Would the fight for Internet freedom get you to vote? That's the hope of a new voter registration drive labeled "Internet Votes."
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Launched today, the initiative has been organized by the Center For Rights and Fight For The Future. The two non-partisan advocacy groups organized some of the protests against the Stop Online Piracy Act (SOPA) and the PROTECT IP Act (PIPA) as well as the Internet Defense League.
With this new initiative they hope to make Internet freedom a more prominent issue in this year's presidential election. Through InternetVotes.org you can quickly register to vote and the website also provides code to include a widget on your website to get more people to register. The website also encourages netizens to use the hashtag #internetvotes.
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The Electronic Frontier Foundation (EFF), a digital rights advocacy group, featured the initiative in a Monday night blog post titled "Stop the Next SOPA and CISPA: Register to Vote for Internet Freedom." In a phone interview with Mashable, the author of the blog post, Trevor Timm, said that people showed how much they care at the beginning of the year with the massive protests against SOPA. Also, according to him, if either party really came out with a strong stance on consumer rights regarding personal data protection, "they could really get somewhere with voters."
In the post Timm suggests that by voting and supporting Internet freedom netizens could get to help pass key legislation. The EFF activists highlighted three key issues.
First, patent reform. Rep. DeFazio proposed a bill that "would fix much of the broken patent system that is engulfing giant tech companies in billion dollar patent suits and paralyzing up-and-coming companies with legal costs," wrote Timm.
The second issue is email privacy. As it stands right now, emails don't enjoy 4th Amendment protections like regular mail. That means that law-enforcement agencies don't need a warrant to access your electronic conversations. Currently both the House and the Senate are discussing bills to reform the Electronic Communications Privacy Act of 1986. In the Senate the fix was proposed by Sen. Patrick Leahy and is attached to the reform of the old Video Privacy Protection Act. If approved, it would require law-enforcement agencies to obtain a search warrant to obtain data stored in the cloud, including emails. This change would be in accordance with a federal appeals court that ruled in 2010 that emails should indeed be protected.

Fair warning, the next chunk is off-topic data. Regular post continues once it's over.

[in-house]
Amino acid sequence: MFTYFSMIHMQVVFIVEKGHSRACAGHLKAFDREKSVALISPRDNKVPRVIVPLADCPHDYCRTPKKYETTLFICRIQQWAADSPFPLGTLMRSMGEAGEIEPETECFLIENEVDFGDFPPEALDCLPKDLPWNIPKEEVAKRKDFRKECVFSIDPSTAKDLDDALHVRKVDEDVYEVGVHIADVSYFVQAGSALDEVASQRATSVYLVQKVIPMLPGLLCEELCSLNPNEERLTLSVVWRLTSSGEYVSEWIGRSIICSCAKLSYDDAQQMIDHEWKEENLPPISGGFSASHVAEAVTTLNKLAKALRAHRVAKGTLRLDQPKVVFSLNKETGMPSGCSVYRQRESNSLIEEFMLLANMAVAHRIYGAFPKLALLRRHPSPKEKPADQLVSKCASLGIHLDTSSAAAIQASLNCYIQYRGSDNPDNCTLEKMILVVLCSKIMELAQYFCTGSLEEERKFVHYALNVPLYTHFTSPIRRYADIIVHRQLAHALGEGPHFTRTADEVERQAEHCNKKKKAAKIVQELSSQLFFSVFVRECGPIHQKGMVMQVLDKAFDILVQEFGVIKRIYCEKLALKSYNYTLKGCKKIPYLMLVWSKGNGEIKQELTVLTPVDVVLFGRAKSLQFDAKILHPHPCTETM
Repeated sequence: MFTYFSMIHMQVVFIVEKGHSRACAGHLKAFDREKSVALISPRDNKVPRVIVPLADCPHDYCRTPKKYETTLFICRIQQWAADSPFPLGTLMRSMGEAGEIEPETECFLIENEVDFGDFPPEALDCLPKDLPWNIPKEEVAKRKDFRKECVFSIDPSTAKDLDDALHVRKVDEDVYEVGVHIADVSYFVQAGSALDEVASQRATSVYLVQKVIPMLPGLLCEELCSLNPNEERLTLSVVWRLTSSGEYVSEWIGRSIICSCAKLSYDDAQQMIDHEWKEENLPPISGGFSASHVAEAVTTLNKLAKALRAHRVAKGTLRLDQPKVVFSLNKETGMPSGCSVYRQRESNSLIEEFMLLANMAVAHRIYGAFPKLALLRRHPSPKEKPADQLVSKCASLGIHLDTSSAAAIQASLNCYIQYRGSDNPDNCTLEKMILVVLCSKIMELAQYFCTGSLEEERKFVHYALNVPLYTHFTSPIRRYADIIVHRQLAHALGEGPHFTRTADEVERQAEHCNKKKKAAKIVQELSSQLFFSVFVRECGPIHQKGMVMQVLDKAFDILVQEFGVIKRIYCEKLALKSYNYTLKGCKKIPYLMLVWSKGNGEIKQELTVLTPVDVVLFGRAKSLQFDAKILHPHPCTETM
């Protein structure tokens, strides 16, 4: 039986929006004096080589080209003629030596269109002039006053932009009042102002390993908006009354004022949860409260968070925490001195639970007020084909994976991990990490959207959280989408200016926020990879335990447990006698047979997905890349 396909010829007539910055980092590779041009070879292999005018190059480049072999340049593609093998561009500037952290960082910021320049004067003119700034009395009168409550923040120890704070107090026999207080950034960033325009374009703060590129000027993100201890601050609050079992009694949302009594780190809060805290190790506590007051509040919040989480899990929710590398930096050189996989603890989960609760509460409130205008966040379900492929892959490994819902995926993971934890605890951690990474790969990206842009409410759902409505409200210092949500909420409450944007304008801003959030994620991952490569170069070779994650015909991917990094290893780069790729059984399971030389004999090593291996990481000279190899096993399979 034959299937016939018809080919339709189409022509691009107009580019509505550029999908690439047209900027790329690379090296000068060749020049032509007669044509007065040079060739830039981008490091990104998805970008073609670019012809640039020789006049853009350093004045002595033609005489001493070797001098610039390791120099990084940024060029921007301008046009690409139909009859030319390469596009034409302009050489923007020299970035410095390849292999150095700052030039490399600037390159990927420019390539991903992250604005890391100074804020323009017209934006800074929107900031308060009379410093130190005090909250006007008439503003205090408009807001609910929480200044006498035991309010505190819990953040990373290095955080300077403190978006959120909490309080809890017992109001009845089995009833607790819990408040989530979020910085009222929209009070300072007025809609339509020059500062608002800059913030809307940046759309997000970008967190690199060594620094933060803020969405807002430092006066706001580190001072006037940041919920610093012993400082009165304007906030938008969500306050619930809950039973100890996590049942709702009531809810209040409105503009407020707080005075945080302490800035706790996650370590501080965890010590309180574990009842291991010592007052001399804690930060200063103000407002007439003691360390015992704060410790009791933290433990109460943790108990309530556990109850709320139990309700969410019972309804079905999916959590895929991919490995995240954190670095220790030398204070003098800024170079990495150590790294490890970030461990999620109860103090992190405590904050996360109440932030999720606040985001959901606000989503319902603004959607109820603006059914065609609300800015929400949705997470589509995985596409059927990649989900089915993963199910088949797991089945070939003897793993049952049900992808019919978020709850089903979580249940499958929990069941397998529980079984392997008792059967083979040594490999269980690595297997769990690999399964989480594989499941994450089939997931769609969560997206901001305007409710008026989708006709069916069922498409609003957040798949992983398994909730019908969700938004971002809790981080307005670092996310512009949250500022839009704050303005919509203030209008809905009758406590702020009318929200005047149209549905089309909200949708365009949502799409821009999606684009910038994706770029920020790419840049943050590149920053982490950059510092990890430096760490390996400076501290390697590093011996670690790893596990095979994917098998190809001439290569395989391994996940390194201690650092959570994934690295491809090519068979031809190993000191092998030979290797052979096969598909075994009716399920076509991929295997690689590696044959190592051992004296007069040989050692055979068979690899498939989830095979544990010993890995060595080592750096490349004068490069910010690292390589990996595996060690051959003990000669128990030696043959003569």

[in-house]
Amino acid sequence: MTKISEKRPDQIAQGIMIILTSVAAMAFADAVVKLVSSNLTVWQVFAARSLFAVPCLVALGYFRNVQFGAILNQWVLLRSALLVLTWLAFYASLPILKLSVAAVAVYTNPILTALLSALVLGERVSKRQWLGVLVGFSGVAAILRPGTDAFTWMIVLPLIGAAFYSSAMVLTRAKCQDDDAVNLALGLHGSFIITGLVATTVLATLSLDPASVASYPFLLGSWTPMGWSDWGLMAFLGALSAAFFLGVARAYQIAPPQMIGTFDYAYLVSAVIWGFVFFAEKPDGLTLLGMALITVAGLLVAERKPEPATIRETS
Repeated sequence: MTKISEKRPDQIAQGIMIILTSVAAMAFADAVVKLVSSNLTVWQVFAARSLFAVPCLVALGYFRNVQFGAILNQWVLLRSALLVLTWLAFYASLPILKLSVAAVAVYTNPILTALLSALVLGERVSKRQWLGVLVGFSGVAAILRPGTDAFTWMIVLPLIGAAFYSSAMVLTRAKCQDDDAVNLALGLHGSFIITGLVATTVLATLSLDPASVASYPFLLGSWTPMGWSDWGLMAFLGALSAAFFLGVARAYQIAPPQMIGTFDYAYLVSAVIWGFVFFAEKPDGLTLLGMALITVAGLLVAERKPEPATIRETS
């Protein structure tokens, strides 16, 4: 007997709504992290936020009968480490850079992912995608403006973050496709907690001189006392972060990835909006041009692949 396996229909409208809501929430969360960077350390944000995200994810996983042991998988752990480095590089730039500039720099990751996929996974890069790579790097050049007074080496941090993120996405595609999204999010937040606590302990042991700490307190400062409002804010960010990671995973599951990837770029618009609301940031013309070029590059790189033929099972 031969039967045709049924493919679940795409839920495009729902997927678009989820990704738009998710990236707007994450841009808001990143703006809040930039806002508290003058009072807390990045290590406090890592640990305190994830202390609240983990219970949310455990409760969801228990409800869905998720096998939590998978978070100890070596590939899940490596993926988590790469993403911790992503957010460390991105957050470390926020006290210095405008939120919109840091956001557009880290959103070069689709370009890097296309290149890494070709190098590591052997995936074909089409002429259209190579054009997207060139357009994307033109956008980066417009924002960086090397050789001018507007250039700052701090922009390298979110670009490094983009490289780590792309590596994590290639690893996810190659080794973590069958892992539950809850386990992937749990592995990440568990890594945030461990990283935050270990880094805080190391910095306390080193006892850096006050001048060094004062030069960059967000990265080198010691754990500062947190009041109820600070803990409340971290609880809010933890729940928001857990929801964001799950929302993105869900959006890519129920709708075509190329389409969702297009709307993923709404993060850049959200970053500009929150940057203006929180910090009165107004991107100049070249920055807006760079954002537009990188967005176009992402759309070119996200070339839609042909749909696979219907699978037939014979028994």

Recently, senators decided to delay discussion on the proposal after the National Sheriff's Association asked to reconsider "until a more comprehensive review of its impact on law enforcement investigations is conducted."
Lastly, Timm referred to the GPS Act, which would force police to obtain a warrant to get cellphone location data. Noting that authorities demanded cellphone users' information more than 1.3 million times last year, Timm thinks that your smartphone is "one of the most privacy invasive tools out there," and accessing your geo-location data should be protected by the 4th amendment.
Personal Democracy Media announced its collaboration in the initiative on Sept. 19, with a blog post penned by Micah Sifry on TechPresident. Referring to a new study that shows Facebook can increase voter turnout, Sifry underlined the power of social media and the importance of voting. "If you're an Internet user," he wrote, "you're already pretty familiar with the need to register to use your favorite websites. And you're also probably voting pretty often on those sites, by rating things or upvoting links. So why not make sure you're registered to vote on the most important site of all – your polling place on Election Day?"
After the January 18 protests against the two controversial bills that made Wikipedia blackout and Google put a black banner on its logo, Internet freedom has never been as popular as it is now. Both Democrats and Republicans have included calls for freedom online in their platforms.
It's unclear what this commitment to Internet freedom will actually mean and what particular policies the two parties support. "I think the wording it's vague for a reason," Timm told Mashable. For him, both parties wanted to capitalize on citizen's concerns, but "they are not specific enough for voters."
With the Internet Votes initiative, online freedom advocates hope to change that.
Do you think Internet freedom is an important issue in the presidential election? Are you going to vote with that in mind? Tell us in the comments.
This story originally published on Mashable here.